What is Laybyrinthitis?
Labyrinthitis inflammatory reactions may occur in the labyrinths (or semicircular canals) as a result of middle-ear infections. This organ cares for the balance of the body, and symptoms are related to this. It is relatively common following ear infections, but the serious cases of the past are seen very rarely today. Milder attacks are relatively common, but fortunately settle down fairly quickly.
This is a fairly common symptom, and means a subjective sensation of rotary movement, either to the person or of the environment. Often there is inability of the upright body to remain so, and there may be a falling to one side. Sometimes the patient may fall to the floor but the subjective sensation is that the floor has come up and hit the patient. Disorientation occurs.
Vertigo comes from a word meaning a turning, and the sense of rotation that takes place is an apt description of symptoms. The so-called eighth cranial nerve (the auditory nerve) has two parts. One, the auditory component, is concerned with the appreciation of sound. The other, called the vestibular part, supplies the balance mechanism located within the inner part of the ear.
Often infections of the labyrinths (commonly in association with an upper respiratory tract viral infection – often called URTI) may adversely affect the vestibular nerve and mechanism. So an acute labyrinthitis may occur. Symptoms include intense vertigo, usually with a marked tinnitus (ringing sensation in the ears), a staggering gait, and possibly irregular eye movements may occur.
General labyrinthine signs occur, chiefly in the form of giddiness, vomiting, vertigo, nystagmus and loss of balance. The degree of symptoms will vary considerably, and some or all may be present. Nystagmus means that there is a jerky movement of the eyes, which may indicate a more advanced state of infection.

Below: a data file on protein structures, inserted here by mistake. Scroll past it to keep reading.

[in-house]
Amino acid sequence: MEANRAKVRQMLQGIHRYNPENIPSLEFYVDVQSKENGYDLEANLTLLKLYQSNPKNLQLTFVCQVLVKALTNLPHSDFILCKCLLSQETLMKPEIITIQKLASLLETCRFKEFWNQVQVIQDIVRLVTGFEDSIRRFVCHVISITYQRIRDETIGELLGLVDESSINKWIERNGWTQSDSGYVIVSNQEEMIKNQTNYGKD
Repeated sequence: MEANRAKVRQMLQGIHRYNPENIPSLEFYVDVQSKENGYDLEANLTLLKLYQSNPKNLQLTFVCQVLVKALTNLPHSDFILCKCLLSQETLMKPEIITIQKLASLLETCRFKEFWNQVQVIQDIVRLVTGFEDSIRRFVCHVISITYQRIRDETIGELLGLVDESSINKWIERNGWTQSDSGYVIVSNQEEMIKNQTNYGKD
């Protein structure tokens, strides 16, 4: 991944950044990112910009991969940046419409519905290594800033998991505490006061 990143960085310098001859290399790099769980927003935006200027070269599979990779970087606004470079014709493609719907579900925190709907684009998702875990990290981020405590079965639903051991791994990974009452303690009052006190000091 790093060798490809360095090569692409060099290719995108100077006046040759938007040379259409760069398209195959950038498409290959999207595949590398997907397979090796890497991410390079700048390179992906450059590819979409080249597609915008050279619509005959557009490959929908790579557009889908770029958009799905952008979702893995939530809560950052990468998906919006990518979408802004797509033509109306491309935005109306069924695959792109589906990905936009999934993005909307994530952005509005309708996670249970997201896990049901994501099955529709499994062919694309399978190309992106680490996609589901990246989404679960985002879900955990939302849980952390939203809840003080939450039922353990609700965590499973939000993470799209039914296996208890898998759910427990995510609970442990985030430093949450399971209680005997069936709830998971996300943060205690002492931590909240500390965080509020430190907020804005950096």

While labyrinthitis occasionally arises as a complication of otitis media, in most it is probably viral in origin; antibiotics are not helpful unless otitis media is present. Labyrinthitis normally resolves on its own within a few days. However, this illness should be evaluated by your child’s physician to rule out any other causes of vertigo and, if necessary begin medication to relieve symptoms.
If symptoms are causing discomfort, then bed rest for a few days, or until symptoms have totally subsided, is advised. Antibiotics are usually given in full courses, and orally administered penicillins and semisynthetic penicillins, such as amoxycillin or the cephalosporins, are still probably the best first-line approach. These must be ordered by the doctor. Dizziness, nausea and vertigo are often relieved by prochlorperazine, given either by injection or orally.
In most cases symptoms subside relatively well, but sometimes serious complications may occur, so that surgery may later be necessary. However, this is in the province of the ENT specialist, who should be consulted in any case, and who probably organized the original line of treatment.
Bed rest for a few days is essential, for it may be impossible to carry on normal activities in the upright position. It is worth treating any concurrent infection (such as an URTI). Antibiotics are usually useless, for this is often viral in nature, and antibiotics will not kill viruses.
Treatment is entirely symptomatic. A darkened room with peace and quiet is often preferable. Sedation or the use of tranquillizers may he ordered by the doctor. Prochlorperazine, either in tablet form (Stemetil) or injection may assist in alleviating the dizziness. But such treatment must be ordered by the physician. As the URTI or intercurrent infection subsides, the symptoms of the labyrinthitis usually decline and phase out with no aftermath.
Any persisting form, of course, needs adequate medical investigation.